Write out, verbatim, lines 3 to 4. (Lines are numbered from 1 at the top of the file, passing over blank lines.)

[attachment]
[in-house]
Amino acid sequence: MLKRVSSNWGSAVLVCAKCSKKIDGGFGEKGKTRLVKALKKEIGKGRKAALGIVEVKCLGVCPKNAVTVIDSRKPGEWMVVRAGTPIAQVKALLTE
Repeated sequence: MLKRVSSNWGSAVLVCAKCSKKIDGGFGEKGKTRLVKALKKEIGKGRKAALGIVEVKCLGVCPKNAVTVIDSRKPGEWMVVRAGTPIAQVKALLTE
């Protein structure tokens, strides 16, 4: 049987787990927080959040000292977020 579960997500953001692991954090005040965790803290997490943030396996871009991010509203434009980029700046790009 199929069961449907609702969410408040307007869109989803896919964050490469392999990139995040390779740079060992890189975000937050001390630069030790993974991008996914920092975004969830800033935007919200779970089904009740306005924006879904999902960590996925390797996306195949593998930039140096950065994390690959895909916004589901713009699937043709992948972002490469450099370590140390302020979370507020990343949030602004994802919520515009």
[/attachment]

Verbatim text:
Repeated sequence: MLKRVSSNWGSAVLVCAKCSKKIDGGFGEKGKTRLVKALKKEIGKGRKAALGIVEVKCLGVCPKNAVTVIDSRKPGEWMVVRAGTPIAQVKALLTE
């Protein structure tokens, strides 16, 4: 049987787990927080959040000292977020 579960997500953001692991954090005040965790803290997490943030396996871009991010509203434009980029700046790009 199929069961449907609702969410408040307007869109989803896919964050490469392999990139995040390779740079060992890189975000937050001390630069030790993974991008996914920092975004969830800033935007919200779970089904009740306005924006879904999902960590996925390797996306195949593998930039140096950065994390690959895909916004589901713009699937043709992948972002490469450099370590140390302020979370507020990343949030602004994802919520515009």